Mr. Turrieta testified he made no call from Mr. Lowe's
office (Tr. 26). Mr. Turrieta testified, "He asked general
questions at first. He asked me if I knew the employee that was
going to be at the MSPB case. He asked me if I had worked in the
same section with the employee, Mr. Parker, how long I had known
Mr. Parker. Let's see, he asked something about if I was aware of
the incident that caused the hearing and I told him I wasn't there
the day that that happened. Let's see, he asked if I were aware of
the leave policies within the area, pickup and delivery was the
section that he was talking about, and, I told him that I was and
they were not really in accordance with the regs, how they ran
things, general questions of that type, he asked." (Tr. 14-15). In
the midst of this, Mr. Turrieta said, ". . . I didn't see them
taking any notes . . . and I thought if I'm there to provide
information I thought somebody had to. So I asked them, I said,
'Aren't you supposed to have somebody take information down.' . . .
He said he would take down the information." (Tr. 15).
Mr. Lowe testified that he asked no questions before Mr.
Turrieta made his call about Mr. Turrieta's testimony as a witness
and none after he made his call (Tr. 50-51).
Mr. Turrieta testified that Mr. Lowe repeatedly tried to get
Mr. Elder on the telephone (Tr. 16). Mr. Lowe testified that at no
time during the meeting did he try to contact Mr. Elder, (Tr. 55);
indeed, that he did not call Mr. Elder until after Mr. Turrieta had
left (Tr. 51). Mr. Turrieta stated that when Mr. Lowe asked him if
Mr. Parker was a racist (Tr. 16), he felt uncomfortable and asked,
". . . if there was a rule or regulation that allowed him to
question me" (Tr. 17); that Mr. Lowe said there wasn't a regulation
(Tr. 17) and that he, Turrieta, ". . . told him at that point that
if that was the case, I preferred not to answer any more questions
until we got to the hearing. . . ." (Tr. 17). Mr. Turrieta said
they then talked about jogging and running (Tr. 17, 18) but after
that, Mr. Lowe started to ask questions in regard to the MSPB
report and he, Turrieta, said, "You've already told me that I don't
have to be here and this is voluntary and I prefer to answer any
questions when we get to the hearing." (Tr. 18). Mr. Turrieta
stated that, "I told him at that point, I probably needed to get
back to work" (Tr. 18) and he left. Mr. Lowe denied he asked if Mr.
Parker was a racist, indeed that "We didn't discuss Mr. Parker . .
. Not at all." (Tr. 51). Mr. Lowe testified that while they waited
for a Union representative to arrive after Mr. Turrieta's telephone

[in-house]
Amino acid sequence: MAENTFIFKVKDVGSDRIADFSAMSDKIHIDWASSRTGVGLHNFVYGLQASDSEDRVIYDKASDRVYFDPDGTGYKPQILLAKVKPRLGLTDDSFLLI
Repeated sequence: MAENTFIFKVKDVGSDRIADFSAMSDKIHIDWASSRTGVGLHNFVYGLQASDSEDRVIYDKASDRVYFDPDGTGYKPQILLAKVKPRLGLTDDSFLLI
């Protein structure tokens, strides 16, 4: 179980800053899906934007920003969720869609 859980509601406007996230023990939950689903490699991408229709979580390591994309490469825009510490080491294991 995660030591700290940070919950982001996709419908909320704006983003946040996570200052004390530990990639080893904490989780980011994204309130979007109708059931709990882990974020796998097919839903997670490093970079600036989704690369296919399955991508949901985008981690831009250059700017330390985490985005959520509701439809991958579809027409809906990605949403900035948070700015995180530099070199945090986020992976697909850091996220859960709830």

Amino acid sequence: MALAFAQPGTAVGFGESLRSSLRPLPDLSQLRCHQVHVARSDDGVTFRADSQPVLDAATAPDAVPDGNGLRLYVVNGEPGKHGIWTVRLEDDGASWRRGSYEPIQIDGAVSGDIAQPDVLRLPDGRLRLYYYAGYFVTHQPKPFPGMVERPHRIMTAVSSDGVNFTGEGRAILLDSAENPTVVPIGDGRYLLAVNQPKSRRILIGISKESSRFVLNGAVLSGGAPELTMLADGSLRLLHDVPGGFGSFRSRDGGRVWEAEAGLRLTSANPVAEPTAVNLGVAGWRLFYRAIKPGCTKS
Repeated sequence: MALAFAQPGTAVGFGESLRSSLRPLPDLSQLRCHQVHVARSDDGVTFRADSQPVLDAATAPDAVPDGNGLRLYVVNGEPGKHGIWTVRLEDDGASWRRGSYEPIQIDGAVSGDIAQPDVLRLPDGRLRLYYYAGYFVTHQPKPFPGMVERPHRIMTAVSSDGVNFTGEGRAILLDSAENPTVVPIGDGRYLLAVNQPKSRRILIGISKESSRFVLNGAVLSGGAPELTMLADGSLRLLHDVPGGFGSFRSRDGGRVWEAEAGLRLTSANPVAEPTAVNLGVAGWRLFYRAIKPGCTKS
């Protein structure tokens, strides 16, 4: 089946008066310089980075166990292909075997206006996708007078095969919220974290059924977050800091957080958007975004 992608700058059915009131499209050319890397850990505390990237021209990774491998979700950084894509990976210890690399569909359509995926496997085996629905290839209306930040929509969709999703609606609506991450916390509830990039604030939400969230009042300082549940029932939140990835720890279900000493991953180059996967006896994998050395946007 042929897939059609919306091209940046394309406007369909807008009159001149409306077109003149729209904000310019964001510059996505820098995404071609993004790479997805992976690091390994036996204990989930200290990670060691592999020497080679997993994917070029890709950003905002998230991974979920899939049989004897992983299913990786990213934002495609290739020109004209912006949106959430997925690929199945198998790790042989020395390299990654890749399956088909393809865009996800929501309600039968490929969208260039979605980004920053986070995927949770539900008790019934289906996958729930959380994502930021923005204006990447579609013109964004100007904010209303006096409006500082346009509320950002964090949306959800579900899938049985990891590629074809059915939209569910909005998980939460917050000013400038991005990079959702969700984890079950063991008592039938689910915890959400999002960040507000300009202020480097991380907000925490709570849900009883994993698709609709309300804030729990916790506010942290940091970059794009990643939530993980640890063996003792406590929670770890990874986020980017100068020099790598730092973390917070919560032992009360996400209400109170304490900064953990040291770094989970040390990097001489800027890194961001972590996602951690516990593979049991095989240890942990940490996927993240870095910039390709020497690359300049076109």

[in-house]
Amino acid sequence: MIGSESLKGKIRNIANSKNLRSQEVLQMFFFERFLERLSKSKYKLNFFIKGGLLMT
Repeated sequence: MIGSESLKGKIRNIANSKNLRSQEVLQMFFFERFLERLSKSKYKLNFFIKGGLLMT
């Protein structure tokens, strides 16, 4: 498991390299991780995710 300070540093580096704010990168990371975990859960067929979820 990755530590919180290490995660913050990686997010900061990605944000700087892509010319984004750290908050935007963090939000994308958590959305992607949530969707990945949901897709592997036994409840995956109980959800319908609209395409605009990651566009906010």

call he and Mr. Turrieta talked about sports, physical fitness,
aerobics (he said he knew Mr. Turrieta was an aerobics instructor)
(Tr. 49-50); that after waiting 20 to 30 minutes, he, Lowe, said,
"It doesn't look like anybody is coming, so it's time to go back to
work." (Tr. 58). Mr. Turrieta said the meeting lasted, ". . . about
an hour, an hour and a half as I recall." (Tr. 18) while Mr. Lowe
said, ". . . twenty to thirty minutes. . . ." (Tr. 58).
Mr. Turrieta testified that Mr. Lowe called him on October
20; Mr. Lowe denied that he spoke to Mr. Turrieta after October
19th (Tr. 59). Mr. Turrieta stated that he reported his interview
to Mr. W. Patrick O'Connor, in October 1992, Trustee of Local 2263
(Tr. 31), at the Union office (Tr. 20); but Mr. O'Connor's best
recollection was that it was by telephone to him at his office in
Denver, Colorado (Tr. 37). Mr. O'Connor stated that he called Mr.
Lowe (Tr. 32); but Mr. Lowe testified that he never talked to Mr.
O'Connor at any time on the telephone. (Tr. 52).
Mr. Turrieta had adamantly insisted that he was told on
October 18, 1992, the day before the meeting, to report to Mr.
Lowe's office on the 19th. He had so stated in his December 1992,
affidavit (Tr. 27, 29), and at the hearing (Tr. 29); but on
redirect, when General Counsel realized that October 18 had been a
Sunday when Mr. Turrieta did not work (Tr. 25, 28), Mr. Turrieta
was then uncertain whether it was Friday the 16th or the morning of
the 19th (Tr. 29).(3) Mr. Turrieta
said, as noted above, that Mr. Lowe asked him if Mr. Parker was a
racist; he said Mr. Elder asked him the same question at the
hearing (Tr. 26); but later said that no, it had been Mr. O'Connor
who asked that question at the hearing (Tr. 30) (Mr. Elder
testified that he made no inquiry of Mr. Turrieta during his
testimony about Mr. Parker being a racist (Tr. 66)).
In some respects, I did not find Mr. Turrieta's testimony
convincing at all. For example, while his testimony that Mr. Lowe
asked if he knew Mr. Parker; if he was aware of the incident that
caused the hearing, to which Mr. Turrieta said he wasn't there the
day it had happened; and if he were aware of the leave policies in
the pick up and delivery section, to which Mr. Turrieta replied
that he was, appear wholly genuine and his testimony as indicated
is fully credited. But his testimony that Mr. Lowe repeatedly tried
to get Mr. Elder on the telephone appears contrived and was not
convincing. Mr. Lowe may very well have said something to the
effect that Mr. Elder wanted him, Lowe, to ask Turrieta some
questions about his, Turrieta's, testimony, but, under Mr.
Turrieta's scenario, Mr. Lowe having made the inquiry, trying to
locate Mr. Elder makes little sense, nor the delay in Mr. Elder's
appearance as an implied cause for the hiatus in the interview. Mr.